“eeerrr, as we make currency more readily available for airlines theeeen the offer will increase theeen prices will go down”

    Se fundio el tipo.

  5. Let’s say you need to fly from Caracas to Atlanta. At the new rate, a single ticket will cost you somewhere in the region of 75,000 bolivares. Oh, by the way, there aren’t any seats left for the rest of 2014.

    • There will be plenty of seats at those prices. Airlines will cut the supply of seats because demand will evaporate. And when the cupos are switched to the same rate the planes will be even emptier.

    • Er, ah, does that flight come with airline restroom toilette paper, or must one bring some along? Oooh, this could get bad….

  6. A fantastic professor at Duke U (Dan Ariely) suggests that in terms of human pain there are two important variables to consider: (1) is maximum pain, and (2) duration of the pain. According to his work (and his own experience), human traumas associated with painful situations are directly related to the first variable (max. level of pain) and barely with the second (duration).

    Maybe (if the objective is to avoid “social traumas” ) ripping the bandaid slowly can be considered as the smart political choice.

  7. Protests in Miraflores with more people coming in to join apparently ,motorizados blocked the autopista del este or whatever its name is. I just saw a military plane here in Maracaibo near the URBE university where colectivos,state police and Nazional Guard are now shooting live rounds,tear gas and rubber pellets to protestants since 2pm at least.

    It’s an exciting day i’m having a heart attack! 6:50pm

  8. Well, I guess it’s going to Colombia by car now! What a wonderful gift the chavistas gave me, to be able to visit our brother country while enjoying that view during a 12 hour trip! /s

    • That is a very spoiled thing to say Jose.Here in the US most people hardly have the time or money to travel, and people do not complain.It’s normal.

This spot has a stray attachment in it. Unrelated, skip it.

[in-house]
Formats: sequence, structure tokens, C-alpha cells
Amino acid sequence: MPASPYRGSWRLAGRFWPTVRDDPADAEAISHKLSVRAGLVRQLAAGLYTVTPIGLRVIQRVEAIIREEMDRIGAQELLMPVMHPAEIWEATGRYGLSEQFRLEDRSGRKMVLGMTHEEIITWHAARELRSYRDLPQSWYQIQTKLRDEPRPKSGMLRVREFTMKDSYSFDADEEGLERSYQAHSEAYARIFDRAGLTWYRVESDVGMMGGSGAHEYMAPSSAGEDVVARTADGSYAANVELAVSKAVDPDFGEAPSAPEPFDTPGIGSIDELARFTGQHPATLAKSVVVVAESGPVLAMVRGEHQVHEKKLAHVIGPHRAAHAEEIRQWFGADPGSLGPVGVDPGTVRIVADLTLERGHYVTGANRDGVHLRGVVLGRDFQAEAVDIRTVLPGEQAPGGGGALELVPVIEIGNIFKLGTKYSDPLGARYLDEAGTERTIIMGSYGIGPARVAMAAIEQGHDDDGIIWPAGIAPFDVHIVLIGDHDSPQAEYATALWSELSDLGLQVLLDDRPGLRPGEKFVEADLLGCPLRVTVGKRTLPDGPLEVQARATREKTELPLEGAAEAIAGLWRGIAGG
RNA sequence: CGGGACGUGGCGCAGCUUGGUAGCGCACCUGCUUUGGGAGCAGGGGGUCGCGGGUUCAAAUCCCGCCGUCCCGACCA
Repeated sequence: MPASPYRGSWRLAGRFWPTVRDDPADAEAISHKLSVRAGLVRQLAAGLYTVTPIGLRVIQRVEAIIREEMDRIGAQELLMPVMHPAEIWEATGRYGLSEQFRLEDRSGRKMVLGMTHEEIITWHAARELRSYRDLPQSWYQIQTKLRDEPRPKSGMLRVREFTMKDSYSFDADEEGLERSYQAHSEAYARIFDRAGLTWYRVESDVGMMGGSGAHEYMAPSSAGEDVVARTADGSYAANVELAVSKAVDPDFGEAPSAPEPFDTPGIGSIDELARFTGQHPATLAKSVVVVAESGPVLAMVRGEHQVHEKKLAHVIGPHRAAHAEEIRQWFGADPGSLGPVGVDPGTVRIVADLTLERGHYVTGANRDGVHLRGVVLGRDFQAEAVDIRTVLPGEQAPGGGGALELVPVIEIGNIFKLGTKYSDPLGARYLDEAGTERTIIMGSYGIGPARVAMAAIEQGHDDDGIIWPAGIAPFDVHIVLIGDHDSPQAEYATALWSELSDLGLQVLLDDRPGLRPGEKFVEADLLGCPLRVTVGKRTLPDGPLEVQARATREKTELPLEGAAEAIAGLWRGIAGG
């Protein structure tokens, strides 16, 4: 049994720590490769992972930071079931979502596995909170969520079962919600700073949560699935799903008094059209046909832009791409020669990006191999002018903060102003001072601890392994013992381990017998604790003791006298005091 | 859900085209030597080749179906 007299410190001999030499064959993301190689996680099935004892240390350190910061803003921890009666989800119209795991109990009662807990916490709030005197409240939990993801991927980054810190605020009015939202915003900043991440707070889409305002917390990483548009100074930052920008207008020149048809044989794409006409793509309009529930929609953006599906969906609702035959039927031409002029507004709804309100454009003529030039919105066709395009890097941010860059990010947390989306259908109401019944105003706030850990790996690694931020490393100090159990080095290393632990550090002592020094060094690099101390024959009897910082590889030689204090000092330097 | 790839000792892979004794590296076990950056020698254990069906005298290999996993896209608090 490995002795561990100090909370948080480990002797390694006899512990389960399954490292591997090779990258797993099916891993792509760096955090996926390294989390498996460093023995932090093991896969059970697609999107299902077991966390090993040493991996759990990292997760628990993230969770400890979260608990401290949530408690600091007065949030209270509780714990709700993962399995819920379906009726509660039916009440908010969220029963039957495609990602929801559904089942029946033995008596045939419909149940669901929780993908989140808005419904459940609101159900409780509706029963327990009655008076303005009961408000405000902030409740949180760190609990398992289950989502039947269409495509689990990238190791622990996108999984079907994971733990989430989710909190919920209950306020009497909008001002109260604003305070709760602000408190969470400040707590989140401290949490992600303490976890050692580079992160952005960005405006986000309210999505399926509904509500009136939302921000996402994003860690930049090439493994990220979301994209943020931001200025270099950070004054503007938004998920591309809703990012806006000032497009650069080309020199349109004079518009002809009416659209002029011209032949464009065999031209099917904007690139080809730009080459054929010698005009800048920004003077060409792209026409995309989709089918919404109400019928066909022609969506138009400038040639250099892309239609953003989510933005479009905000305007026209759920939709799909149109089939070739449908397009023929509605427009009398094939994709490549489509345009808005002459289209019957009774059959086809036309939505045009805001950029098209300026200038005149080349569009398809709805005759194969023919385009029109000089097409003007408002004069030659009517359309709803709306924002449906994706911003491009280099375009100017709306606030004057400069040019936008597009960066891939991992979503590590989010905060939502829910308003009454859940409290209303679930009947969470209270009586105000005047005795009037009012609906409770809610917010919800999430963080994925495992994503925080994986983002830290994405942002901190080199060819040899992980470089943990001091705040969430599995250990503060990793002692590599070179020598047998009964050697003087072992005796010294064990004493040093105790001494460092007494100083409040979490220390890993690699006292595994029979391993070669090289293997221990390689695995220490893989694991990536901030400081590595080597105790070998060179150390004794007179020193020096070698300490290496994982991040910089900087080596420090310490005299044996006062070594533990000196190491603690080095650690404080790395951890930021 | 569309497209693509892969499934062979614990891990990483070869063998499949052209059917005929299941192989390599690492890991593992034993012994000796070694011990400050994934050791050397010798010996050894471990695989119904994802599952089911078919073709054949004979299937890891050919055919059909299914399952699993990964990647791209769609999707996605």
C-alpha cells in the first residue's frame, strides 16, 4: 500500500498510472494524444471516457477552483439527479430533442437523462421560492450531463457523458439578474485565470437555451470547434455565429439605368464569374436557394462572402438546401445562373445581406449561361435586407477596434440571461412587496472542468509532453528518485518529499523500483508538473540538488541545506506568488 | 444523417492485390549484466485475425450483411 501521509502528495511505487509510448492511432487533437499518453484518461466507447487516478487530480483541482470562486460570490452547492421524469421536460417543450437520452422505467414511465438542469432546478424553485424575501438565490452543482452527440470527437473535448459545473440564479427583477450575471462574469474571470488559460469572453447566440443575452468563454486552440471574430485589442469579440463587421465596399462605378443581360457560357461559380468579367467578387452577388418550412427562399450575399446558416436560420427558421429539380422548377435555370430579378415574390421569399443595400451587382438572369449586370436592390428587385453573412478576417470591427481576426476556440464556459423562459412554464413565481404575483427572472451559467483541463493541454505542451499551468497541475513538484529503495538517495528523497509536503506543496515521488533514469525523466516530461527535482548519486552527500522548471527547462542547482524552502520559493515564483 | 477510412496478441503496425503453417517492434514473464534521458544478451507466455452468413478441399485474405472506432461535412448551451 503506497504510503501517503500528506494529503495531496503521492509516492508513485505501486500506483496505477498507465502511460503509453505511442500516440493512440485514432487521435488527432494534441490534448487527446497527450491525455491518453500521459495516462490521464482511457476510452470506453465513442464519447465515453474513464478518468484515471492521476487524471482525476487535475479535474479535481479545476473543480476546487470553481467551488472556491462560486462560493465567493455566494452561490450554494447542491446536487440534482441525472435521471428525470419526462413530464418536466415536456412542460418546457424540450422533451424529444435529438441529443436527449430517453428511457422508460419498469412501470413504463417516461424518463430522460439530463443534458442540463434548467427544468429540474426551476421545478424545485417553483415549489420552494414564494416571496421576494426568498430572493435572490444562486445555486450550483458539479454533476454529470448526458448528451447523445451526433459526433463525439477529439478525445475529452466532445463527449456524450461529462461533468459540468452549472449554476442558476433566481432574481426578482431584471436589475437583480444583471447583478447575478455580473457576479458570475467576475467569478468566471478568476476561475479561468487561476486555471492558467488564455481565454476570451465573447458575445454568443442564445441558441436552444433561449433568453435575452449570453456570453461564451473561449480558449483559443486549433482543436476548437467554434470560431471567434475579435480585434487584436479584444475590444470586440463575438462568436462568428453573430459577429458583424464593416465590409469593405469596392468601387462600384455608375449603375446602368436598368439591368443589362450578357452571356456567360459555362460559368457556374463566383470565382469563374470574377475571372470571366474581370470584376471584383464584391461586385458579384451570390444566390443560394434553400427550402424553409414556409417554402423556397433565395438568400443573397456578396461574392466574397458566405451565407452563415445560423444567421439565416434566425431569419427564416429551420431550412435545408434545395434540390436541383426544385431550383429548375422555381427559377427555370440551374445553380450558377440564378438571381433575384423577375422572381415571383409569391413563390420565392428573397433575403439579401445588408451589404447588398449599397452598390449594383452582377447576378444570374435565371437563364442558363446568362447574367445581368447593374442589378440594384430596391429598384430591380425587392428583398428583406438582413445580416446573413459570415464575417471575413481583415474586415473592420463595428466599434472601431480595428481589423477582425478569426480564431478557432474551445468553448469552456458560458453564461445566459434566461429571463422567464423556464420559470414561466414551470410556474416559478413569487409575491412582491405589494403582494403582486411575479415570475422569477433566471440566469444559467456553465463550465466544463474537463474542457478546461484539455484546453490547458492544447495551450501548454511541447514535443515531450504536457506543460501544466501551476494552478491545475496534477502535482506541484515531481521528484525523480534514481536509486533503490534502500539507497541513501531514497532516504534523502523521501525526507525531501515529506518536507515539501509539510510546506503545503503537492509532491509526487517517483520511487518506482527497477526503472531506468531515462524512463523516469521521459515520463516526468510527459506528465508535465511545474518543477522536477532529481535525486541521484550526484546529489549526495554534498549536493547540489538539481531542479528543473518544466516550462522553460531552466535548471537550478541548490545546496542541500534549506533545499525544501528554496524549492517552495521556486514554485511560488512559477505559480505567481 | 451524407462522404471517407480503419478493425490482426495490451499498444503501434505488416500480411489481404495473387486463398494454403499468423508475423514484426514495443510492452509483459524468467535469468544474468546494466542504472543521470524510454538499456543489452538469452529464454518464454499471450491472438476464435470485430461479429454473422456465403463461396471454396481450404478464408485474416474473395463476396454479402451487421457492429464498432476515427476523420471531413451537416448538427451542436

Venezuelans have been way too spoiled.

  9. I’m sorry to say this, because it affects people in Venezuela, but anything that eliminates the crazy distortions and the insane subsidized trips to Miami is a good thing. Party is over folks. It’s painful, but deep down, you knew it couldn’t last. I feel for you, but you’ll pull through.

    • JCN, you’re right: reality has a way of waking anyone up. The real question is whether after the wake-up we’ll set up the same cycle that brought us this reality, tripping over the proverbial stone once again, or will we make a system change to break the cycle. From what I read in these and other pages, buckle up for another hill on the roller coaster.

      • “because it affects people in Venezuela”, as he clearly states; in fact, JC is not saying he’s sorry for the measure taking place (the good thing, aka adjustment of prices to SICAD II) but for having to say that it is good when it will make the lives of many Venezuelans more difficult (as the removal of any subsidy tends to do).

  10. The news here is that they are talking to the airlines one by one starting with the really small regional ones , asking them to calculate their USD fares using the Sicad Ii rate starting as of july 1st and separately giving a schedule for the payment of their past debts in whatever rate they consider appropiate .

    The big hurdle will come with the large international airlines who are not only worried about the US$ exchange rate applicable to calculate their fares for what remains of this year but also about getting paid their past debts at the exchange rate which applied when the fares where sold , these are the airlines owed the 4 billion USD . this is where the real money is and includes those which carry most passengers to the more common destinations . The problem is that until they actually get paid what they are owed they will continue their passive policy of making tickets unavailable except ocassionally and at very large fares.